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Gaetano DONIZETTI (1797-1848)
Rita, ou Le mari battu (1841)
Rita - Priscille Laplace
Peppe - Aldo Caputo
Gaspar - Alberto Rinaldi
Orchestra of the Opéra Royal de Wallonie/Claudio Scimone
Stefano Mazzonis di Pralafera (director)
rec. live, Palai Opéra de Liège, May 2010
Region Code: 0, Aspect Ratio: 16:9, LPCN: 2.0 Stereo
DYNAMIC 33741 [54:00]

Rita is a one-act farce, about 50 minutes long. In many ways it’s the opposite of what we might expect from a romantic comedy. It dates from 1841 and the height of Donizetti’s Parisian success. The subject matter concerns a love triangle where both men are trying to lose the woman. The waspish cafe-owner Rita beats her meek husband Peppe because she in turn was beaten up by her first husband, Gaspar. Gaspar then turns up - he didn’t die in a shipwreck, as she at first believed - but he is engaged to another fiancée in Greenland. Various contorted ensembles later, Rita agrees to destroy their marriage certificate. Gaspar goes off to his fiancée and Peppe decides to be more assertive. It’s far from a light-hearted tale, but its fairly nasty strain of domestic violence is not taken in the least bit seriously by its composer. Instead he delivers a series of musical numbers that exude light-hearted fizz, from the bustling overture through to the two trios that close the work.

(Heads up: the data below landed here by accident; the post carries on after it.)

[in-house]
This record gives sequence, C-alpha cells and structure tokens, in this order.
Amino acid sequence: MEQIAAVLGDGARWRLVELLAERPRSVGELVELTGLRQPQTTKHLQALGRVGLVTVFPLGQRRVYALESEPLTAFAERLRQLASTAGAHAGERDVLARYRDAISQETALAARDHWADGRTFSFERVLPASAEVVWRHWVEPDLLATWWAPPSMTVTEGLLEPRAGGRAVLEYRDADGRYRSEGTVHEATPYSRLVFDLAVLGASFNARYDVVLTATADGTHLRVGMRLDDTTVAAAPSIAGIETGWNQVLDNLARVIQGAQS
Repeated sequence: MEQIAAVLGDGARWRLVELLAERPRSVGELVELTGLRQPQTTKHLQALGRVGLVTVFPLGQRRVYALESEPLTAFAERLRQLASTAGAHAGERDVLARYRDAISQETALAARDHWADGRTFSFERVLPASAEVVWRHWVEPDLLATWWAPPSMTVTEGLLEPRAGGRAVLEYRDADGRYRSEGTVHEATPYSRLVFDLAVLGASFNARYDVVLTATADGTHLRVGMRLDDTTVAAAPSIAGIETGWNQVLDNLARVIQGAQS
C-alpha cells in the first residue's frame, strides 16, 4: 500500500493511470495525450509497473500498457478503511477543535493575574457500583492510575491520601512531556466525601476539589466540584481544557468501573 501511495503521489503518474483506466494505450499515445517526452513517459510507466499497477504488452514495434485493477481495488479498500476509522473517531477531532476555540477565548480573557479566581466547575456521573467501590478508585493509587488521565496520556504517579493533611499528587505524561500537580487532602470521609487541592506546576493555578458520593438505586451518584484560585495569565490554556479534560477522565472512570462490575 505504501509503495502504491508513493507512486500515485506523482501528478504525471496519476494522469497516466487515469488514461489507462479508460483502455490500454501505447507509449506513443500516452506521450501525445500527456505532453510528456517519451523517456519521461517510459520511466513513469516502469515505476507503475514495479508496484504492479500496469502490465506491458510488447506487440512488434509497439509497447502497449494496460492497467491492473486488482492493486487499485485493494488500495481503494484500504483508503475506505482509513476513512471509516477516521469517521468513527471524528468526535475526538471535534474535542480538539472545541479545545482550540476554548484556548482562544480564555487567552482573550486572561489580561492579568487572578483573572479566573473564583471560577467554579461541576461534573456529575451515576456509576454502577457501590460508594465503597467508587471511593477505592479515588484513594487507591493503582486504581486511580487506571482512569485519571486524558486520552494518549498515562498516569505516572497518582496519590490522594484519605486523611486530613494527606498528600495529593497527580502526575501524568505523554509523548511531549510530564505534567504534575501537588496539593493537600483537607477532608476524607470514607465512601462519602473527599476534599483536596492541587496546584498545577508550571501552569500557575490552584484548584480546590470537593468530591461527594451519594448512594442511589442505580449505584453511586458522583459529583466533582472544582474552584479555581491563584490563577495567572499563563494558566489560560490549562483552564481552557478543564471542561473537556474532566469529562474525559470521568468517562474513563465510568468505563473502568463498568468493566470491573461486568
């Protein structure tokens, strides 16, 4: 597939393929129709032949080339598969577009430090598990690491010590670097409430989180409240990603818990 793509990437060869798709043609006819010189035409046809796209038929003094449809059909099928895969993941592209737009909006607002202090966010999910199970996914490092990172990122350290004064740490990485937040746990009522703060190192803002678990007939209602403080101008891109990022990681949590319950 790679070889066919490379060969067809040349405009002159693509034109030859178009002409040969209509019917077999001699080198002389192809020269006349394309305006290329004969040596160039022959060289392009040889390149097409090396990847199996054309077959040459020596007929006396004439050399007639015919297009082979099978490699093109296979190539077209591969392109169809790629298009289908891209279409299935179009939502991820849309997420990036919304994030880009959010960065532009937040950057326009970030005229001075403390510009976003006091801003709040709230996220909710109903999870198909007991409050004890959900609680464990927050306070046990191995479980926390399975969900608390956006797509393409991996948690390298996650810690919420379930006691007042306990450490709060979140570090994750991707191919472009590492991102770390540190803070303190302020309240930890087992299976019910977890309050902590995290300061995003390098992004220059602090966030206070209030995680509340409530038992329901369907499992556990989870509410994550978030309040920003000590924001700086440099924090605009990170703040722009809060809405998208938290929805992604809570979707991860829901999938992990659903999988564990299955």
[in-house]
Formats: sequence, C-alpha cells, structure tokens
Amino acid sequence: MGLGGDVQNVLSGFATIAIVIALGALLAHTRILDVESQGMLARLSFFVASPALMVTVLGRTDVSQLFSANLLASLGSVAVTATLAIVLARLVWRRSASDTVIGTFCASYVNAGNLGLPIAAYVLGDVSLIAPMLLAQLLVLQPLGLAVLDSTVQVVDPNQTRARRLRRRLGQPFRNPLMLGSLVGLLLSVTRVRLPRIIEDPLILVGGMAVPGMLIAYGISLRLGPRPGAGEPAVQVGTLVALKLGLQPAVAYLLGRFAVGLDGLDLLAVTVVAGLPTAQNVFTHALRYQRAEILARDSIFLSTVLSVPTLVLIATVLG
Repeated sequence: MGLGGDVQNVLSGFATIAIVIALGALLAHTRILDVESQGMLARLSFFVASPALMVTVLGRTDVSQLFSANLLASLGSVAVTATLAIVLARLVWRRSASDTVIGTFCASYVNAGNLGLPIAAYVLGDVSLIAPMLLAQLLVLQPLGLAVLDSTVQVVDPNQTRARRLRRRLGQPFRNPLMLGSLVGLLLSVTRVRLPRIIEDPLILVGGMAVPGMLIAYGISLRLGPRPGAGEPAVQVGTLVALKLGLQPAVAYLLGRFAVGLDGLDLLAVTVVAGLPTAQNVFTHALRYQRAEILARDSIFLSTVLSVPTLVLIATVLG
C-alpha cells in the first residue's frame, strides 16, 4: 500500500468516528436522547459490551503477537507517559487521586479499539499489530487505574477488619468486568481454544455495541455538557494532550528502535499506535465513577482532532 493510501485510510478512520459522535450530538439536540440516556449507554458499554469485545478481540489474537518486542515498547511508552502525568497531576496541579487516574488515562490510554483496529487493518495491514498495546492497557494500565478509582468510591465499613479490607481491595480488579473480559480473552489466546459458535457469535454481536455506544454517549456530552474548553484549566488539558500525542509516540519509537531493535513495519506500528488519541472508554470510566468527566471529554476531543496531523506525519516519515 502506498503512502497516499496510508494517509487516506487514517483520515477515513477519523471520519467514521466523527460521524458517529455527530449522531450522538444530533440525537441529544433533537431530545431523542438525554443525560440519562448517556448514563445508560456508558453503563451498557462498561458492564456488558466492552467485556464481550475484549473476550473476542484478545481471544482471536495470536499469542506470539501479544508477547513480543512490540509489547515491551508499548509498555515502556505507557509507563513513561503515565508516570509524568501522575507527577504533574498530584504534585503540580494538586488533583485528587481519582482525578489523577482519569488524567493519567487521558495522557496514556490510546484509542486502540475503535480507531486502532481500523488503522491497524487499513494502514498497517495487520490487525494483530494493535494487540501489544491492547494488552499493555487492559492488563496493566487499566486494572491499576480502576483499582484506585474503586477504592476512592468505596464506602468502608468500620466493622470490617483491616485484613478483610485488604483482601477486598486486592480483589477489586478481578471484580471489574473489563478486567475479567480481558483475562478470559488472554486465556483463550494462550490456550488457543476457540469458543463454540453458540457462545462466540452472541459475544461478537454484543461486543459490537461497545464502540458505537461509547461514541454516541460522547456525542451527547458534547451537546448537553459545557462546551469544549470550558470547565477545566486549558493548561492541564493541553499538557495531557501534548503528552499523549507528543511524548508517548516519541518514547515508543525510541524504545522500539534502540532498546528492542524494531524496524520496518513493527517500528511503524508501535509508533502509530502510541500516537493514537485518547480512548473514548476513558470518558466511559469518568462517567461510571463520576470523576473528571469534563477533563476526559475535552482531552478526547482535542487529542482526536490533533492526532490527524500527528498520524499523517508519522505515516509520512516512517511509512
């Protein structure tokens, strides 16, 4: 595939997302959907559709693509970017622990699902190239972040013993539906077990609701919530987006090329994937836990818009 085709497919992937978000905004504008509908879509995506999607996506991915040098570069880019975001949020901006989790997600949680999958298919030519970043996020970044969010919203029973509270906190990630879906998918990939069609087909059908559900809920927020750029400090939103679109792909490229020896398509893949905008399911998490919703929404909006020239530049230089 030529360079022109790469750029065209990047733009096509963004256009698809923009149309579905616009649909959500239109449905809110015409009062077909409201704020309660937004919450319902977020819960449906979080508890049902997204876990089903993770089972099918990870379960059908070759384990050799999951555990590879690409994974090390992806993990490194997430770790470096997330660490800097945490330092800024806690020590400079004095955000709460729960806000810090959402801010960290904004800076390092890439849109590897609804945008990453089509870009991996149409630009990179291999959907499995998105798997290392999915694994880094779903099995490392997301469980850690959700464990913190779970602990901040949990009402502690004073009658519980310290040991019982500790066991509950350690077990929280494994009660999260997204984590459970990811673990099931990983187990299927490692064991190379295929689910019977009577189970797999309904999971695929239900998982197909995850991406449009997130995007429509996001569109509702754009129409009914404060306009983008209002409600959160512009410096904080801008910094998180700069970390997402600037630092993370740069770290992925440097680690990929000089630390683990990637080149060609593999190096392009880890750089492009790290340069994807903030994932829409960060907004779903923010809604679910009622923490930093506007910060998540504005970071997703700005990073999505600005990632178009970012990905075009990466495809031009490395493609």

This is the first ever recording of the original French version and it’s good to have it but, truth be told, the performance isn’t very good. Priscille Laplace and Aldo Caputo both sing well enough, though she is rather too shrill on the ear; this may be in keeping with her character but it gets wearing after a while. The finest moment is Caputo’s singing of the tenor aria when he thinks he has successfully lost his wife. He has a sunny, Italianate voice that fits the music well. Alberto Rinaldi’s voice is gruff and unpleasant, though, and he seems to bark his way through most of his music. Stefano Mazzonis di Pralafera stages it in a simple, effective set, with an attractive cafe facade and tables, but the camera direction is very amateurish, with lots of unnecessary angles thrusting the viewer into places he doesn’t want to be. More seriously, the microphone balance puts the voices much too far forward, and at times you can hear the on-stage effects, such as the slamming of a door, more loudly than the orchestra. The orchestra itself play very well, though, and Claudio Scimone, whose idea this project must surely have been, directs them with affection and bounce. Still, this is probably a DVD for die-hard Donizetti completists only, despite its brief running time.
 
Simon Thompson
 

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